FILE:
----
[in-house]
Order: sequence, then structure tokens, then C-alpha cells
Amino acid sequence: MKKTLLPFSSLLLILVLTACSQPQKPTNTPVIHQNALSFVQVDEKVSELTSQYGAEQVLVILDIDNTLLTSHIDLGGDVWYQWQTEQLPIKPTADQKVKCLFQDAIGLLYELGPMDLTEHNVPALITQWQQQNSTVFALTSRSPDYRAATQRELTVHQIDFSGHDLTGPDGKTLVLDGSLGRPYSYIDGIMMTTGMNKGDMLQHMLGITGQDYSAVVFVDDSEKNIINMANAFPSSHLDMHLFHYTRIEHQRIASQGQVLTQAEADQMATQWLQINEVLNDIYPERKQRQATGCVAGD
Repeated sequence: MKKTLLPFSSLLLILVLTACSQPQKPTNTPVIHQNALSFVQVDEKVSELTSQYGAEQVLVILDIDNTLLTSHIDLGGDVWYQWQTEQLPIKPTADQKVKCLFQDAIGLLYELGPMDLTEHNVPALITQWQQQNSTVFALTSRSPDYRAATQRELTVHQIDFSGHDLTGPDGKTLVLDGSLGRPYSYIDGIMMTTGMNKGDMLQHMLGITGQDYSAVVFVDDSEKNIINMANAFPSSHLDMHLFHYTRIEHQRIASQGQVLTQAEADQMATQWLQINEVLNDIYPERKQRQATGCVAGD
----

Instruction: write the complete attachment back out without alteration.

[in-house]
Order: sequence, then structure tokens, then C-alpha cells
Amino acid sequence: MKKTLLPFSSLLLILVLTACSQPQKPTNTPVIHQNALSFVQVDEKVSELTSQYGAEQVLVILDIDNTLLTSHIDLGGDVWYQWQTEQLPIKPTADQKVKCLFQDAIGLLYELGPMDLTEHNVPALITQWQQQNSTVFALTSRSPDYRAATQRELTVHQIDFSGHDLTGPDGKTLVLDGSLGRPYSYIDGIMMTTGMNKGDMLQHMLGITGQDYSAVVFVDDSEKNIINMANAFPSSHLDMHLFHYTRIEHQRIASQGQVLTQAEADQMATQWLQINEVLNDIYPERKQRQATGCVAGD
Repeated sequence: MKKTLLPFSSLLLILVLTACSQPQKPTNTPVIHQNALSFVQVDEKVSELTSQYGAEQVLVILDIDNTLLTSHIDLGGDVWYQWQTEQLPIKPTADQKVKCLFQDAIGLLYELGPMDLTEHNVPALITQWQQQNSTVFALTSRSPDYRAATQRELTVHQIDFSGHDLTGPDGKTLVLDGSLGRPYSYIDGIMMTTGMNKGDMLQHMLGITGQDYSAVVFVDDSEKNIINMANAFPSSHLDMHLFHYTRIEHQRIASQGQVLTQAEADQMATQWLQINEVLNDIYPERKQRQATGCVAGD